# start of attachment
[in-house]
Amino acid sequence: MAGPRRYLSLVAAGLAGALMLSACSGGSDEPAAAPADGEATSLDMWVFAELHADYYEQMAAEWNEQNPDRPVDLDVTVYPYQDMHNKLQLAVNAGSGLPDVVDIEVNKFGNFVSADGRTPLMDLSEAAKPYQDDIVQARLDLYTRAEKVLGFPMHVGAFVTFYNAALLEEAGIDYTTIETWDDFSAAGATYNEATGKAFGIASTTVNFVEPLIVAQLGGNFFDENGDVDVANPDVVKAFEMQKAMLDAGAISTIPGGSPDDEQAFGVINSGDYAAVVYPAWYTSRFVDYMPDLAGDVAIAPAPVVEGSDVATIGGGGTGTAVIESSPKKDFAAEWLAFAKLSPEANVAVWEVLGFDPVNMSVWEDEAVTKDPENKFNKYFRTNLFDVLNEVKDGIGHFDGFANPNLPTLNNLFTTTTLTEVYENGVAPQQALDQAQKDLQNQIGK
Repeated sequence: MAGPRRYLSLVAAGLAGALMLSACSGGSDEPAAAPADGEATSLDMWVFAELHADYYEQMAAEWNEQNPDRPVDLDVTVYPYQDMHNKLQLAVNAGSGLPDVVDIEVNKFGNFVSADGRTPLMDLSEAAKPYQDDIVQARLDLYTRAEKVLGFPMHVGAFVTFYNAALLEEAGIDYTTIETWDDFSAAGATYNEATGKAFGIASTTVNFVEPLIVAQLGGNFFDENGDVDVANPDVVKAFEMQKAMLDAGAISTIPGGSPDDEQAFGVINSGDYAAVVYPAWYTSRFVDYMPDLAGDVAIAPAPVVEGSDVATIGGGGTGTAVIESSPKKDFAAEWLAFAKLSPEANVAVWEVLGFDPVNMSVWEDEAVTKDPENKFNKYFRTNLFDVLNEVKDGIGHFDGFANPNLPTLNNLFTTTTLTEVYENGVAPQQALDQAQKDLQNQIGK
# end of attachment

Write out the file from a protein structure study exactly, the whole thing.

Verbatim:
[in-house]
Amino acid sequence: MAGPRRYLSLVAAGLAGALMLSACSGGSDEPAAAPADGEATSLDMWVFAELHADYYEQMAAEWNEQNPDRPVDLDVTVYPYQDMHNKLQLAVNAGSGLPDVVDIEVNKFGNFVSADGRTPLMDLSEAAKPYQDDIVQARLDLYTRAEKVLGFPMHVGAFVTFYNAALLEEAGIDYTTIETWDDFSAAGATYNEATGKAFGIASTTVNFVEPLIVAQLGGNFFDENGDVDVANPDVVKAFEMQKAMLDAGAISTIPGGSPDDEQAFGVINSGDYAAVVYPAWYTSRFVDYMPDLAGDVAIAPAPVVEGSDVATIGGGGTGTAVIESSPKKDFAAEWLAFAKLSPEANVAVWEVLGFDPVNMSVWEDEAVTKDPENKFNKYFRTNLFDVLNEVKDGIGHFDGFANPNLPTLNNLFTTTTLTEVYENGVAPQQALDQAQKDLQNQIGK
Repeated sequence: MAGPRRYLSLVAAGLAGALMLSACSGGSDEPAAAPADGEATSLDMWVFAELHADYYEQMAAEWNEQNPDRPVDLDVTVYPYQDMHNKLQLAVNAGSGLPDVVDIEVNKFGNFVSADGRTPLMDLSEAAKPYQDDIVQARLDLYTRAEKVLGFPMHVGAFVTFYNAALLEEAGIDYTTIETWDDFSAAGATYNEATGKAFGIASTTVNFVEPLIVAQLGGNFFDENGDVDVANPDVVKAFEMQKAMLDAGAISTIPGGSPDDEQAFGVINSGDYAAVVYPAWYTSRFVDYMPDLAGDVAIAPAPVVEGSDVATIGGGGTGTAVIESSPKKDFAAEWLAFAKLSPEANVAVWEVLGFDPVNMSVWEDEAVTKDPENKFNKYFRTNLFDVLNEVKDGIGHFDGFANPNLPTLNNLFTTTTLTEVYENGVAPQQALDQAQKDLQNQIGK